First there was New York. Then there were London, Barcelona, Paris, and now there is Rome. Woody Allen’s love for the urban landscape has taken him on a Euro-trip in the past few years, with each film becoming a love note to the unique magic of a particular city.
To Rome With Love is Woody’s love letter to the Eternal City. This time Woody has decided to write a series of vignettes with no link between them other than that they all take place in Rome.
Greta Gerwig, Jesse Eisenberg, Ellen Page and Alec Baldwin star in the film’s strongest segment, about a young architect named Jack (Eisenberg), who inadvertently falls for his girlfriend’s (Gerwig) best friend – a neurotic pseudo-hipster played by Page. Baldwin plays an older version of Jack, named John. Also an architect, John once lived in Rome. He is something of a ghostly figure who gives Jack love advice, or more precisely tries to stop him from sleeping with his girlfriend’s BFF. For Allen devotees, the character is reminiscent of the one Baldwin played in Allen’s 1990 film Alice. It is a typical Woody segment, filled with nervous young intellectuals trapped in a love triangle (remember Manhattan?) and the energy between the actors is filled with, well, nerves and anxiety. Baldwin is a scene-stealer, obviously, and the provider of the best one-liners in the film (“Monica. Even her name is hot.”).
Another vignette stars Alisson Pill, Judy Davis, Flavio Parenti, famed tenor Fabio Armiliato, and Woody himself. When Hayley’s (Pill) dad (Allen) finds out that his future son-in-law’s father (Armiliato) can sing like Pavarotti in the shower, he immediately sets out to make him the biggest (or cleanest) opera singer in the world, much to everyone else’s dismay. It’s the most random of the Roman stories, but it’s a hoot to see Woody play his usual shtick again, six years after we last saw him in Scoop.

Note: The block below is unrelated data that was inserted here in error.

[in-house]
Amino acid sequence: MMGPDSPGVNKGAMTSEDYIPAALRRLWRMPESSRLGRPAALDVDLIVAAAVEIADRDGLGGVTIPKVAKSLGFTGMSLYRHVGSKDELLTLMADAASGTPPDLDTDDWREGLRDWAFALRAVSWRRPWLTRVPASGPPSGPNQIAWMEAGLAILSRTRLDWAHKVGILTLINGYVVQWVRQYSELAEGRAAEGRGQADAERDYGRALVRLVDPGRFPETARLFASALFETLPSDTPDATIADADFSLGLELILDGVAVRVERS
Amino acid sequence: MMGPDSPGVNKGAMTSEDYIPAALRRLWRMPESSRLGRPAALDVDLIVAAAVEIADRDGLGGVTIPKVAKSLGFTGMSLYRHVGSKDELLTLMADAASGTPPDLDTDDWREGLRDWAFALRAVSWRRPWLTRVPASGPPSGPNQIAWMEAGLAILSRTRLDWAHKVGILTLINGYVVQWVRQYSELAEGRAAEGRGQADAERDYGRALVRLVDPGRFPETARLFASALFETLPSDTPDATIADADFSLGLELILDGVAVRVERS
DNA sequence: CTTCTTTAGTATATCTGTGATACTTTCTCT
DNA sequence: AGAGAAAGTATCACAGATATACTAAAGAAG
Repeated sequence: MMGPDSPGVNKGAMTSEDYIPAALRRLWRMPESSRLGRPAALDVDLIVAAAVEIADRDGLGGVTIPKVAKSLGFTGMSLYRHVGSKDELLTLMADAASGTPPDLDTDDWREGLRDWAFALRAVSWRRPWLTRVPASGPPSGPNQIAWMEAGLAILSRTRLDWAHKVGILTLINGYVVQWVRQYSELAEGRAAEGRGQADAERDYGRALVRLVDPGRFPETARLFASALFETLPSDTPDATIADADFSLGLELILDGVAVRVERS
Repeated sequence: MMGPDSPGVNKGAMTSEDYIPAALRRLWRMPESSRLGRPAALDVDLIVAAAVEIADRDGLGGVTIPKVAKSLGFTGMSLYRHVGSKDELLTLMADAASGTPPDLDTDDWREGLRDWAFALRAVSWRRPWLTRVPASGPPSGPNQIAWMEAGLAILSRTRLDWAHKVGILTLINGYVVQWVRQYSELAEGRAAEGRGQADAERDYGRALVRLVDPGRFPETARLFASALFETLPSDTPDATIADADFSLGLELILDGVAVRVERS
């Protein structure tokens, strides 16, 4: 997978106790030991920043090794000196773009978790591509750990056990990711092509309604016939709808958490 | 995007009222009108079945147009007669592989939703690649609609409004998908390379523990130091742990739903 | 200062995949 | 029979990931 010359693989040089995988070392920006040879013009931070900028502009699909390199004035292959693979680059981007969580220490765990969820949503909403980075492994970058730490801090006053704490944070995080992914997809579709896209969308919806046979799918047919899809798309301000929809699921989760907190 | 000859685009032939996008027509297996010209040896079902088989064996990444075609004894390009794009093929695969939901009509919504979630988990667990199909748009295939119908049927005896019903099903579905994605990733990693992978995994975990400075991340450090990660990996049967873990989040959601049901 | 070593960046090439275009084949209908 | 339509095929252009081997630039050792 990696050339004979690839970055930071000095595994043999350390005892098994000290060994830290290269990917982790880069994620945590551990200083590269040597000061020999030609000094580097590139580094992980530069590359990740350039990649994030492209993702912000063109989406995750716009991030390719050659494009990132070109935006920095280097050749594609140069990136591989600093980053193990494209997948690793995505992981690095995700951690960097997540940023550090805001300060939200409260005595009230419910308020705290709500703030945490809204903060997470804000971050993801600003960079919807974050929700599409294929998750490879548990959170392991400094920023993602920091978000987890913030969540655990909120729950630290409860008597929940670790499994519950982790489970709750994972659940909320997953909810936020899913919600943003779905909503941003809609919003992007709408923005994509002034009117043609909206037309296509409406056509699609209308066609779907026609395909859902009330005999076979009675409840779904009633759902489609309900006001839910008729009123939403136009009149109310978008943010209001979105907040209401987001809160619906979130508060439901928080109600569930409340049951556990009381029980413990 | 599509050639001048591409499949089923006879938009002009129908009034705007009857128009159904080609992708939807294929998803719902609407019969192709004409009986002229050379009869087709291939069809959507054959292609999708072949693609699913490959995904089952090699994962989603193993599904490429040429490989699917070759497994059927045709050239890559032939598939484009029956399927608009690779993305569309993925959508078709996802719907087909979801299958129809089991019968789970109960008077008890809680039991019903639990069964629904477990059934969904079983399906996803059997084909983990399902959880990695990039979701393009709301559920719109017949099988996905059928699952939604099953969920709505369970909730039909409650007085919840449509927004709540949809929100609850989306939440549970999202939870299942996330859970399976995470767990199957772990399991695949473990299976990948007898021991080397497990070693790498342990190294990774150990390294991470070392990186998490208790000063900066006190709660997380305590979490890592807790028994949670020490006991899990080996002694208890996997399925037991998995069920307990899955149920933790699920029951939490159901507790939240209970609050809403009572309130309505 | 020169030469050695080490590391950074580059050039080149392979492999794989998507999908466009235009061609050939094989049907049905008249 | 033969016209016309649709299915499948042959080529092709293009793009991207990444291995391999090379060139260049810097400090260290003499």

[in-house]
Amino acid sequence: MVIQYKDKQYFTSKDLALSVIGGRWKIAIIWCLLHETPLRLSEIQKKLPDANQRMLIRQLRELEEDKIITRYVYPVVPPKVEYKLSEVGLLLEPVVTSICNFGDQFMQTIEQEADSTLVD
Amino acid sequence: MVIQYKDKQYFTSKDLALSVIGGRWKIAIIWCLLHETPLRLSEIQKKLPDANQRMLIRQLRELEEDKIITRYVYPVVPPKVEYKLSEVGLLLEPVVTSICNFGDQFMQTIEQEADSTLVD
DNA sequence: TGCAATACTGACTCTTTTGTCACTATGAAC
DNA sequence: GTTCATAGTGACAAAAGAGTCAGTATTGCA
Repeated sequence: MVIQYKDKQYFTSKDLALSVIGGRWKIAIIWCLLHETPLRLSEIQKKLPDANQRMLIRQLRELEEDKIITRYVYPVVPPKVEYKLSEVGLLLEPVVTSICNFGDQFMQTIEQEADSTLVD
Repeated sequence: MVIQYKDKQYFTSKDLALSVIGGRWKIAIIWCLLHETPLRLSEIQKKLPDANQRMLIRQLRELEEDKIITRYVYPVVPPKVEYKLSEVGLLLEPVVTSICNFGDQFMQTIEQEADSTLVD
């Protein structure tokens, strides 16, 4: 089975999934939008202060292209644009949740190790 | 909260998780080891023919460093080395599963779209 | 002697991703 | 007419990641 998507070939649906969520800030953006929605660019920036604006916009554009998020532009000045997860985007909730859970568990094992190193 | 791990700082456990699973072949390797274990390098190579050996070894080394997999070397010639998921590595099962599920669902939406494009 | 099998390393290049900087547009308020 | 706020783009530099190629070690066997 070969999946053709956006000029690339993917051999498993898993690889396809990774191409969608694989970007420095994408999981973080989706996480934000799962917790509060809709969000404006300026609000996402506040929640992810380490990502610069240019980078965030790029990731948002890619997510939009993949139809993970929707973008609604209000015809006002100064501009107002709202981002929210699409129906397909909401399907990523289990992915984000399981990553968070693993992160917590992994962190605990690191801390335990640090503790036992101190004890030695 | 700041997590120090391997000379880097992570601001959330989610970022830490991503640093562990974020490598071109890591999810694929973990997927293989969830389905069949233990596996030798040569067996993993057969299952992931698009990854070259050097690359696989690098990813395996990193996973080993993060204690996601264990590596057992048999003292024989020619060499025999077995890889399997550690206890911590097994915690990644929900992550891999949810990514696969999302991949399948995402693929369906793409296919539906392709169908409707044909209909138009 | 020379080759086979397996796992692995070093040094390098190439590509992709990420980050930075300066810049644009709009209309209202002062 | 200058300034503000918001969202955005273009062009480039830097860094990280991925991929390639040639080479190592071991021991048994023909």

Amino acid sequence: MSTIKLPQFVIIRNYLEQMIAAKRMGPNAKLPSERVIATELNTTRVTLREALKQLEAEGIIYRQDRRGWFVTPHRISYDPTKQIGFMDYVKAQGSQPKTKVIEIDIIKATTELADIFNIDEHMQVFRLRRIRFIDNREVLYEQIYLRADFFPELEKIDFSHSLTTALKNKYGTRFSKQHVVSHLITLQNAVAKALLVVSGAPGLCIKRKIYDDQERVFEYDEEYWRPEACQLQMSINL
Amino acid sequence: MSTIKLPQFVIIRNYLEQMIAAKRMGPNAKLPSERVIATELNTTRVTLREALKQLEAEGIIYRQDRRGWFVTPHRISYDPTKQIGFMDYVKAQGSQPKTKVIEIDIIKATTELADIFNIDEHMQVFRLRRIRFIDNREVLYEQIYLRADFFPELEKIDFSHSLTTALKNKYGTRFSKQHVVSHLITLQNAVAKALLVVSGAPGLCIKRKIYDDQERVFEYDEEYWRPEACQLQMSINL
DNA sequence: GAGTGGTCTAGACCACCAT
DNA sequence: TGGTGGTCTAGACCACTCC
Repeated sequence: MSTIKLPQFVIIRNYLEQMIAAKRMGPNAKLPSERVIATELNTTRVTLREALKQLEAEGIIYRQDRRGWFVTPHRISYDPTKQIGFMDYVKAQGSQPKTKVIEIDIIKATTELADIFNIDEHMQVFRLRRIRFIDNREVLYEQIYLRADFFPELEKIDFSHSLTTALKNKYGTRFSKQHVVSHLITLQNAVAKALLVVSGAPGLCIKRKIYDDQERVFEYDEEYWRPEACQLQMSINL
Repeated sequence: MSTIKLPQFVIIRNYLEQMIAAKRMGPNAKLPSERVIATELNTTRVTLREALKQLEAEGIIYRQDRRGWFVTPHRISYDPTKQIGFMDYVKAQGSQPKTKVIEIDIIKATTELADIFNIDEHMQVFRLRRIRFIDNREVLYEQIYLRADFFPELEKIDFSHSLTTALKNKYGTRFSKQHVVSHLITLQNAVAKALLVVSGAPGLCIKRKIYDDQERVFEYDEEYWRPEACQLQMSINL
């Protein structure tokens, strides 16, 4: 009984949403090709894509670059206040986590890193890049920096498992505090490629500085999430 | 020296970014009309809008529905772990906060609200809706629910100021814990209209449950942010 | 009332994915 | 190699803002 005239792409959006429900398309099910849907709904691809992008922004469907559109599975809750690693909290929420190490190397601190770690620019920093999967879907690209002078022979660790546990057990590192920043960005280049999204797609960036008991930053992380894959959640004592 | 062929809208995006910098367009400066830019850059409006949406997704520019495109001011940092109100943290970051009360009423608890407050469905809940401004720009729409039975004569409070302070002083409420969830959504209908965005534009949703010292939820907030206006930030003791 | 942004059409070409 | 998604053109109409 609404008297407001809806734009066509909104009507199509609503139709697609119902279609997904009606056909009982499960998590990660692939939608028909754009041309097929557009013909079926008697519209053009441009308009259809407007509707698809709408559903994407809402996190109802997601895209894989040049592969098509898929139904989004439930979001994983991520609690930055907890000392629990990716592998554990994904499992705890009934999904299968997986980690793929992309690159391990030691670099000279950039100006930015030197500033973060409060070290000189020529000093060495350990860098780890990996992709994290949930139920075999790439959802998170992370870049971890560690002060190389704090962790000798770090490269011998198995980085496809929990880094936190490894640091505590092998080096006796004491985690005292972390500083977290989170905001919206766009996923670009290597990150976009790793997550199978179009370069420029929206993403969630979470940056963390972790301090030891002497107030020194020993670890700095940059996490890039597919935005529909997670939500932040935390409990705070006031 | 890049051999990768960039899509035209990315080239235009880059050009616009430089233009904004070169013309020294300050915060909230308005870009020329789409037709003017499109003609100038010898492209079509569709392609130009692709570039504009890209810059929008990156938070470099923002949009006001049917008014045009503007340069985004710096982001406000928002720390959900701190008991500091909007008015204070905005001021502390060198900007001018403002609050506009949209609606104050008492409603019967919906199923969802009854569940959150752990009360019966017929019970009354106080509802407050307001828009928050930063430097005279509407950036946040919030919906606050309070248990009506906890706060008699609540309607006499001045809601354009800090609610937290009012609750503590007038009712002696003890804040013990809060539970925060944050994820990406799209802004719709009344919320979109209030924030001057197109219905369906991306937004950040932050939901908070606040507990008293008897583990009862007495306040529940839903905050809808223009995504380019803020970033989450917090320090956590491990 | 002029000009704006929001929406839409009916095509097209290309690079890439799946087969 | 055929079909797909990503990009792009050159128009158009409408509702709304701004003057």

The worst episode in the film stars the otherwise wonderful Roberto Benigni as a regular Joe who wakes up at seven every morning, has toast, shaves, and goes to his cubicle where he ogles the boss’ secretary. Until one day he is jumped by reporters who want to know what he had for breakfast. Poking fun at reality TV, this episode is funny at first, but drags way too long and becomes dreary.
The film redeems itself with a fresh vignette starring Penelopé Cruz and Italian youngsters Alessandro Tiberi and Alessandra Mastronardi. Tiberi and Mastronardi star as a young and shy newly-married couple, Antonio and Milly, who once in Rome, learn a thing or two about the game of love. Milly is seduced by a robber (Riccardo Scamarcio) and Antonio gets a lesson from a call-girl (Cruz, as fierce as ever).
Overall, To Rome With Love is a bit stale, and definitely not as fresh or as original as last year’s Midnight in Paris. However, the cinematography by Darius Khondji (who also shot Midnight) is stunning and makes Rome seem even more beautiful than it already is. The Eternal City is the canvas for a series of random love stories, and it is what stands out. If you’re a Woody Allen fan you will love it precisely because the film has all the ingredients the director always uses. It’s not major Woody, but it’s still Woody.
By Radina Papukchieva